Sensitech Delivers Active RFID to Cold Chain
"Weve always used electronic temperature monitoring devices," said Rupert Schmidtberg, vice president and chief technology officer for the 15-year-old company.
Sensitech first introduced its temperature thermometers for in-transit use in 1991. The devices have been used in conjunction with Sensitechs software for storing and sorting through collected data.
But with assistance from RFID, food suppliers and supermarkets can now get an accurate reading of food temperatures throughout the distribution process, instead of relying on measurements taken during "single segments" of the chain, he said in an interview.
Continuous temperature monitoring is particularly useful for perishable items, according to Schmidtberg, who is also Sensitechs general manager of track and trace.
These foods are often transported by truck from farms to warehouses and distribution centers, and then stored there before getting delivered to retail stores.
"Our customers want to keep foods as fresh as possible," he said.
About 56 percent of all store "shrink" comes from the perishables department, according to the 2003/2004 Supermarket Shrink Survey.
Essentially, when fruits and vegetables start to wilt, stores have no choice but to throw them away.
Beyond the hardware and software included in the new ColdStream PTS system, Sensitech also provides ASP hosting, data analysis and consulting services to food distributors and retailers.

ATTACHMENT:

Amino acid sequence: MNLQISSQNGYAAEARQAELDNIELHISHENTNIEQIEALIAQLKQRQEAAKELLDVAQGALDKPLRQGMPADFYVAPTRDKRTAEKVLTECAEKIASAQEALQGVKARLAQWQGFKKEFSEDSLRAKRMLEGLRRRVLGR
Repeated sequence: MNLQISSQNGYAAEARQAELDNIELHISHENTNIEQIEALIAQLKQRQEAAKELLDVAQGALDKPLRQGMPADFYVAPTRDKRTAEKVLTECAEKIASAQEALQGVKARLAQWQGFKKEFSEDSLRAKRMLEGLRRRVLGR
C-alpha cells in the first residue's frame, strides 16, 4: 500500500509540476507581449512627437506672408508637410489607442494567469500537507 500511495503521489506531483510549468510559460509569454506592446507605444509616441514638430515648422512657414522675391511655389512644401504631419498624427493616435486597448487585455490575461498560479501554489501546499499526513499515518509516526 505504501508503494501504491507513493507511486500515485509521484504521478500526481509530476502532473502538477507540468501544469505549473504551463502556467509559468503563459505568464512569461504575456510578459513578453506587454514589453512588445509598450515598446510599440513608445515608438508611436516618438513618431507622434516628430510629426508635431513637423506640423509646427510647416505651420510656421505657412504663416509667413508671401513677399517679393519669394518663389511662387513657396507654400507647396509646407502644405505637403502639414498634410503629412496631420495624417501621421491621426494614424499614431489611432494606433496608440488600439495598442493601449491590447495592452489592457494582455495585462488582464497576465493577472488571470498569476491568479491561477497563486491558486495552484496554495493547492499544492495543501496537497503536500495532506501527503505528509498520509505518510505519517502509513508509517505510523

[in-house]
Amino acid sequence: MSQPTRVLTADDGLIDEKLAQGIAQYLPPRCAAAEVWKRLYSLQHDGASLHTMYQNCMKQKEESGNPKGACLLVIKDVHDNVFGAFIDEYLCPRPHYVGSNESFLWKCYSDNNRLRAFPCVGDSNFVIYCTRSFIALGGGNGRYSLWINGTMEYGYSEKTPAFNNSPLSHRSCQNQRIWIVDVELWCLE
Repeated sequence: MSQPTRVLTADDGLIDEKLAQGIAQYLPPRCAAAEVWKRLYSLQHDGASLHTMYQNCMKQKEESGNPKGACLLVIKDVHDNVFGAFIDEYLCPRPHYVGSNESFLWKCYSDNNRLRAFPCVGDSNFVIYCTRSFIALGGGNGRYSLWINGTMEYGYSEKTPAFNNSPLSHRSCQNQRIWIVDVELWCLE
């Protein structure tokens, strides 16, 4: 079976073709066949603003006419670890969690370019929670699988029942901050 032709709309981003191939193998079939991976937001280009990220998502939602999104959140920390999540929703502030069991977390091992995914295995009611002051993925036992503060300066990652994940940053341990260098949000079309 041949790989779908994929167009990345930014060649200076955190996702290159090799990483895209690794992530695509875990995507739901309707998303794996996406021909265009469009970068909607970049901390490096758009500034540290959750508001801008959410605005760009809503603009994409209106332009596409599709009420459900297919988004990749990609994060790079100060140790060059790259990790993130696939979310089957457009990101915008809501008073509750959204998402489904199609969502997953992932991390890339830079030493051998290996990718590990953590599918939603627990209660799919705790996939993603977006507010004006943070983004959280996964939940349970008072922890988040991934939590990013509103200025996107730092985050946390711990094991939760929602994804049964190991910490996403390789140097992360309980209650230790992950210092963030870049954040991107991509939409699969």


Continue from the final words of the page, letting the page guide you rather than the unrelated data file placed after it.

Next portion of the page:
ColdStream PTS revolves around Sensitechs TempTale, a mesh of RFID-enabled monitoring devices.
Other components of the system include RSS (Remote Site Server) and Cold Chain Visibility Server. RSS is a Windows-based software agent that reads and downloads data, forwards the data to the Cold Chain Visibility Server, and performs SNMP monitoring of gateways and repeaters within the ColdStream PTS network.
Cold Chain Visibility Server is a Web-based hosted database application for reporting, querying and analyzing temperature information and the efficiency of food distribution processes.
If temperatures start to move beyond acceptable limits, food distributors and retailers can be alerted by rules-driven alarms.
Sensitechs services staff includes "cold chain" experts, food scientists, statisticians and industrial engineers.
Schmidtberg said the company is also looking at extending the system directly into retail environments, to help keep foods fresher after arriving at the supermarket.
Editors Note: This story was updated to add more information about Sensitechs products and to correct the name of Sensitechs spokesperson.
Check out eWEEK.coms for the latest news and analysis of enterprise supply chains.